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Historic Charm
Published: 12/25/2009
 
Liberty Theater is a meticulously restored 1920s vaudeville motion picture palace now home to year round musical, theater and community events.
Liberty Theater is a meticulously restored 1920s vaudeville motion picture palace now home to year round musical, theater and community events.
Photo by Gary Hayes

The oldest American settlement west of the Rocky Mountains, Astoria, Oregon preserves the flavor of years past.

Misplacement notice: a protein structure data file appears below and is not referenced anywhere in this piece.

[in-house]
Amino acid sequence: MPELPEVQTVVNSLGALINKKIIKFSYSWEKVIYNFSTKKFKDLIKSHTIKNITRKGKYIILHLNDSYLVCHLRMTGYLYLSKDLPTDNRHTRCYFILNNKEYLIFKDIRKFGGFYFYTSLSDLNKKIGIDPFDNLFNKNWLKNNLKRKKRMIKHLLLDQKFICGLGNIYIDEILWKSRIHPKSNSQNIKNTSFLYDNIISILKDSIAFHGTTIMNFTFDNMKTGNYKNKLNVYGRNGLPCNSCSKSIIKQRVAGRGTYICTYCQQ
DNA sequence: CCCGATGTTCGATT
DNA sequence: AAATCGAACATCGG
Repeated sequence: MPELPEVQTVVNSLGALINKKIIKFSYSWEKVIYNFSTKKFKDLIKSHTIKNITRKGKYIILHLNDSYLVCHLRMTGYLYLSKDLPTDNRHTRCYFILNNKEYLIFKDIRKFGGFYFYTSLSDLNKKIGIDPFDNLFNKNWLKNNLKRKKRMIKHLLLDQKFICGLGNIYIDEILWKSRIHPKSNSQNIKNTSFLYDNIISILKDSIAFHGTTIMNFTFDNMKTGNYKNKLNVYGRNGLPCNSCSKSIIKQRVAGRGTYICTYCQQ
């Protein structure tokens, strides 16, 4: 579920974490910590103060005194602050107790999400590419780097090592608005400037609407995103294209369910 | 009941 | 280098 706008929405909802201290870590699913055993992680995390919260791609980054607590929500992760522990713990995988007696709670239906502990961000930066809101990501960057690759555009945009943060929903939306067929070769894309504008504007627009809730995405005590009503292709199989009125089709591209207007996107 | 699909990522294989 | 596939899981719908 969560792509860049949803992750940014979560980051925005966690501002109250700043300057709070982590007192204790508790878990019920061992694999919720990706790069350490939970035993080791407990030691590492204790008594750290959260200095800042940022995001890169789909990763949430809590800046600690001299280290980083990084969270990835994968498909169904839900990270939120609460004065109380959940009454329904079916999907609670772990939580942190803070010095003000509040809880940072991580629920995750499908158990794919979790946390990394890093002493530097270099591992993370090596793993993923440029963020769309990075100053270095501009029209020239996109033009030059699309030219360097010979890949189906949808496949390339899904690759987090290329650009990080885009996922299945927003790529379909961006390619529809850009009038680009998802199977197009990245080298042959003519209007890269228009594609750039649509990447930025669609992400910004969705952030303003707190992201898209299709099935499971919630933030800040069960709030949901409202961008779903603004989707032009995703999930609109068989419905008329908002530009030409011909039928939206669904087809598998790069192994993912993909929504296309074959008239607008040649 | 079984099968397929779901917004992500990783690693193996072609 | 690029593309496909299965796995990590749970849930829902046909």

Just a few years after Lewis and Clark began to retrace their trail eastward, entrepreneur John Jacob Astor ventured to establish a fur trading post in the west. He dispatched both seaward and overland expeditions, and in 1811 a fort was constructed at the mouth of the Columbia River, instituting the settlement of Astoria. The community gradually expanded and soon boasted the first post office and U.S. Customs office west of the Continental Divide. The late 1800s saw a development boom with flourishing salmon fishing, canning, forestry and shipping industries, and by the beginning of the 20th century Astoria was thriving with a population just under 9000. (Current census figures hover around 10,000.) Despite devastating fires in 1883 and 1922, countless structures and artifacts have survived to tell the story of days gone by. Hundreds of Victorian homes beautify the Astoria hillsides; several now accommodate bed and breakfasts. The old waterfront canneries today house an eclectic mix of shops, galleries and restaurants, easily explored by hopping on and off Astoria's 1913 riverfront trolley. The town's rich history emanates from every corner and seemingly endless jewels of Astoria trivia - it's the birthplace of cable television, for example, and it's home to the west's oldest shoe store. To immerse yourself in the region's history explore the fascinating collections displayed at the Columbia River Maritime Museum, Clatsop County Heritage Museum and Flavel House. Visit the downtown Liberty Theater, a meticulously restored 1920s vaudeville motion picture palace, and visit the Astoria Column, a 125-foot pillar commemorating the forging of the American West. And no explorer should miss Fort Clatsop, (just five miles southwest of town), where the 33-member Lewis and Clark Expedition endured the grueling winter of 1805-06. Delve into historic Astoria and take a step back in time. For more information, contact the Clatsop County Historical Society at (503) 325-2203. - By Jenna Boyle

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